Scruggs, who died in 2001, was working at The Atlanta Journal-Constitution when she broke a story that the FBI was investigating security guard Richard Jewell for the bombing in Centennial Olympic Park during the 1996 Olympics. Jewell wrongly came under suspicion after he spotted and reported a pipe bomb that had been left in a bag in the crowded park.
Jewell was exonerated 12 weeks later and Eric Rudolph was named as the bombing suspect in 1998. Rudolph eventually pleaded guilty and is serving life in prison, while Jewell died in 2007 at age 44.
The paper claims that Warner Bros. and the movie's producers took dramatic license and portrayed Scruggs, played by Wilde, as having traded sex for information from a FBI source, and having done so due to being exploited by the newspaper -- accusations the paper denies and has called "extremely defamatory."
(CNN and Warner Bros. share parent company WarnerMedia.)
Wilde, who had previously defended her portrayal of Scruggs in an interview with Variety,
took to Twitter Thursday to expand on her comments.
"I was asked to play the supporting role of Kathy Scruggs, who was, by all accounts, bold, smart, and fearlessly undeterred by the challenge of being a female reporter in the south in the 1990s. I cannot even contemplate the amount of sexism she may have faced in the way of duty," she wrote.
"Contrary to a swath of recent headlines, I do not believe that Kathy 'traded sex for tips.' Nothing in my research suggested she did so, and it was never my intention to suggest she had," Wilde continued. "That would be an appalling and misogynistic dismissal of the difficult work she did."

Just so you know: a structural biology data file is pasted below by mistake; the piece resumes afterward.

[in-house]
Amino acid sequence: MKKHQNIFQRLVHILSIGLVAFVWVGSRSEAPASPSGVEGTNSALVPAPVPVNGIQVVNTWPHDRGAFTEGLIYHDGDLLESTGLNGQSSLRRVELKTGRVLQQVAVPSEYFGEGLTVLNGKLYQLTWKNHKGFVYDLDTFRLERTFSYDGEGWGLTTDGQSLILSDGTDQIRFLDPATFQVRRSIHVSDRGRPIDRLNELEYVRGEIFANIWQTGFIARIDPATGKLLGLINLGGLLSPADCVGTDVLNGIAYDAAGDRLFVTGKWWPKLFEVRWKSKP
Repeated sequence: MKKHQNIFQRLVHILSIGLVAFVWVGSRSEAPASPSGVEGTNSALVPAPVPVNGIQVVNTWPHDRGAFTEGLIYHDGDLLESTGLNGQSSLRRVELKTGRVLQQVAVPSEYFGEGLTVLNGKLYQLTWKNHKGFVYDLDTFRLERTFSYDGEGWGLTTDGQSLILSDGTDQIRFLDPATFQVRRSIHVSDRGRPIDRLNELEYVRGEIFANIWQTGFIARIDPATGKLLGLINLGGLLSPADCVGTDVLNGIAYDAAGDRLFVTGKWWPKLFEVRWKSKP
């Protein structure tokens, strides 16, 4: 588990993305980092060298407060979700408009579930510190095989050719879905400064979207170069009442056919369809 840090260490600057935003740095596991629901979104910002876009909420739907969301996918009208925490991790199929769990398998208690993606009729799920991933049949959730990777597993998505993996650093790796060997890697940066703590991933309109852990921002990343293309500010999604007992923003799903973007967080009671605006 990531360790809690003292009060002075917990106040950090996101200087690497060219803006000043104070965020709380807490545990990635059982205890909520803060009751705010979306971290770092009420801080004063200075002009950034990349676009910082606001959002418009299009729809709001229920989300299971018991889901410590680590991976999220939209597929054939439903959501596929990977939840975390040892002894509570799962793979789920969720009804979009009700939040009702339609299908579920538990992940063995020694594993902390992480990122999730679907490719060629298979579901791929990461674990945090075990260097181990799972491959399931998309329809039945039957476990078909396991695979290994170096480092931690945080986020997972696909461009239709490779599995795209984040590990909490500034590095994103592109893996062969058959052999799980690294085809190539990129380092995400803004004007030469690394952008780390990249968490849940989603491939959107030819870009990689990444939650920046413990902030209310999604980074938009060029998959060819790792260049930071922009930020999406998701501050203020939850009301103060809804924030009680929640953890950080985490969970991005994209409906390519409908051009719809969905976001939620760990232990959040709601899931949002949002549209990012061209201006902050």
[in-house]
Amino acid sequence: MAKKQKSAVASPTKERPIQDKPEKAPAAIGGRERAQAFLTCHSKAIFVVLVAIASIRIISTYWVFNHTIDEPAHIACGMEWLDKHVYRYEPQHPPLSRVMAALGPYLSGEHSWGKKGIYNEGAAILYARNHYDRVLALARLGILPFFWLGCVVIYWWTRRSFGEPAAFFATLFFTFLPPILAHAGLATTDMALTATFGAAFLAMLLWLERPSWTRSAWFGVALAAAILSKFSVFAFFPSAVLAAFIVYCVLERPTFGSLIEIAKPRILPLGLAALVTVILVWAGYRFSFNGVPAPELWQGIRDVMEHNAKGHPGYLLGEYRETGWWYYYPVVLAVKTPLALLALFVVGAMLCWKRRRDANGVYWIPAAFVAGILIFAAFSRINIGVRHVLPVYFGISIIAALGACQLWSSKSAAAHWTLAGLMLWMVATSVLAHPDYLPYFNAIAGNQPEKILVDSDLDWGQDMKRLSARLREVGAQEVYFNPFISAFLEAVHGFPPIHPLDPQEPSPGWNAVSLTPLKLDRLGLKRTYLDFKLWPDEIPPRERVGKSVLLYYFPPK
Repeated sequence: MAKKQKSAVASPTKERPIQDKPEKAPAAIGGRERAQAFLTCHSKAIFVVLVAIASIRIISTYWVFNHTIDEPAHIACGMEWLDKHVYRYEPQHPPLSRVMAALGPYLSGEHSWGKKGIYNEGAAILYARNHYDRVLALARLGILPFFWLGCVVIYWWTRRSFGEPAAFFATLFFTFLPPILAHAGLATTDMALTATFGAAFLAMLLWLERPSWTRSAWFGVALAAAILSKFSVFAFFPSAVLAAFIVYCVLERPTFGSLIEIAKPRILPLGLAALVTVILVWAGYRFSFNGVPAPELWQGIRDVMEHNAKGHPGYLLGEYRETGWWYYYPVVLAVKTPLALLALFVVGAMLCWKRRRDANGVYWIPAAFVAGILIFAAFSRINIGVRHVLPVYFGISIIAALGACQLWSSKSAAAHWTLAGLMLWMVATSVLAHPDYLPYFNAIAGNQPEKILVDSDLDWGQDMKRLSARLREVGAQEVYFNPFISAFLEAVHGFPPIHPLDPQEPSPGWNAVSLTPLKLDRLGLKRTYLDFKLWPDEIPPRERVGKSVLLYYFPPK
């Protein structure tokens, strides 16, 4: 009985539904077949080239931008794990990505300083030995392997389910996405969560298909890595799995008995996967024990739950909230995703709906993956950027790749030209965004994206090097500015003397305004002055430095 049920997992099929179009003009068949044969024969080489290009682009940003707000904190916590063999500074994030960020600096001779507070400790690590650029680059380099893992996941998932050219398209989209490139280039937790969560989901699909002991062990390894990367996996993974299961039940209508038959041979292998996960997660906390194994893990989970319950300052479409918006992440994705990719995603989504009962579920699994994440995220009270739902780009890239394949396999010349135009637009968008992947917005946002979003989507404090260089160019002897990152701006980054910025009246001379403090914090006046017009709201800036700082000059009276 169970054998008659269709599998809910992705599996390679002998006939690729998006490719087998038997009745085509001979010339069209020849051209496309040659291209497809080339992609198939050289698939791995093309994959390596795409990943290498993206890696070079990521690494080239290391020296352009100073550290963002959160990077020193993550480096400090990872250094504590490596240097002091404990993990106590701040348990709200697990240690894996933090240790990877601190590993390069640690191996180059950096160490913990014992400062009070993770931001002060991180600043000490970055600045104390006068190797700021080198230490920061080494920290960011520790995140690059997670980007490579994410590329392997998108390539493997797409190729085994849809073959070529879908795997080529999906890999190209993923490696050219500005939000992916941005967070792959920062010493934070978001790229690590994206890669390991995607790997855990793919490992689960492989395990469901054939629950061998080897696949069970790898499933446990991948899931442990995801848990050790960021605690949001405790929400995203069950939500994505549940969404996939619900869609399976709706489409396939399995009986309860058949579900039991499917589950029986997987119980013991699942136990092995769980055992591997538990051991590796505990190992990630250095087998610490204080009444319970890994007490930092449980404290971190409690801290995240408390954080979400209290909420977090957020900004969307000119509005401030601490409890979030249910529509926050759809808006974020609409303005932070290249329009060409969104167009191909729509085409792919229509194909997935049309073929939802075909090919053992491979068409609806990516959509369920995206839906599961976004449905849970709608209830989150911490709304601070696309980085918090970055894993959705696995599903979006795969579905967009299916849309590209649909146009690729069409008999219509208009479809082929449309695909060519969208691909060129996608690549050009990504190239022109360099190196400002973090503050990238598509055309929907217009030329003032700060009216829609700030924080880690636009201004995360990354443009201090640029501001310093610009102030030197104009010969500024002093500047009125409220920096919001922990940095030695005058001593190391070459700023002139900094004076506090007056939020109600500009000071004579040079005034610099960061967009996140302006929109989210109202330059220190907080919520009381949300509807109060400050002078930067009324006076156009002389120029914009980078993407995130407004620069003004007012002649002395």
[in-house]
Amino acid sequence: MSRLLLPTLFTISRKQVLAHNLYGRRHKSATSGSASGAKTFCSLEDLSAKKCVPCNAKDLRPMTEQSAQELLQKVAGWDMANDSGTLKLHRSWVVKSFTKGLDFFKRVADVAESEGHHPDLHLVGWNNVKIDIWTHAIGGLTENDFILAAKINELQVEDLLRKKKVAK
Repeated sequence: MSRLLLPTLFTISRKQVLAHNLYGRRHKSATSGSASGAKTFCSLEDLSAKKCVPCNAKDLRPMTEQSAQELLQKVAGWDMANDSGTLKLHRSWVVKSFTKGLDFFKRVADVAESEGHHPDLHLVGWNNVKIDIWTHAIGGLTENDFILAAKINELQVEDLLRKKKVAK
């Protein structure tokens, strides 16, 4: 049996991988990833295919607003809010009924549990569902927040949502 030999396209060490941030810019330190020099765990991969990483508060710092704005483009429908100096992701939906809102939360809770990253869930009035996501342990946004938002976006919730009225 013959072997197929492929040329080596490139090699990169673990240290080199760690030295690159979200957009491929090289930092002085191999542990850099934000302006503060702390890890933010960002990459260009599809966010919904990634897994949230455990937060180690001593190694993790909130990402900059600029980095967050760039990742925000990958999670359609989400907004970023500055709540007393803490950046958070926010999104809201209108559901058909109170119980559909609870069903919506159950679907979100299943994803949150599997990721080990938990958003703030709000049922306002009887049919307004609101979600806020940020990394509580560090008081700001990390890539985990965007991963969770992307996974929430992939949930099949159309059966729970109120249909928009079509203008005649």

"The perspective of the fictional dramatization of the story, as I understood it, was that Kathy, and the FBI agent who leaked false information to her, were in a pre-existing romantic relationship, not a transactional exchange of sex for information."
Ultimately, she wrote, "I cannot speak for the creative decisions made by the filmmakers, as I did not have a say in how the film was ultimately crafted, but it's important to me that I share my personal take on the matter."
The Atlanta Journal-Constitution has asked Warner Bros., the film's director Eastwood, and screenwriter Billy Ray, to issue a statement acknowledging some of the events in the film were "imagined for dramatic purposes."
Warner Bros. is standing by the film.
"The film is based on a wide range of highly credible source material. There is no disputing that Richard Jewell was an innocent man whose reputation and life were shredded by a miscarriage of justice. It is unfortunate and the ultimate irony that the Atlanta Journal Constitution, having been a part of the rush to judgment of Richard Jewell, is now trying to malign our filmmakers and cast," the studio said in a statement to CNN earlier this week. "'Richard Jewell' focuses on the real victim, seeks to tell his story, confirm his innocence and restore his name."
The studio also pointed to a disclaimer included at the end of the movie.
"The film is based on actual historical events," the disclaimer reads. "Dialogue and certain events and characters contained in the film were created for the purposes of dramatization."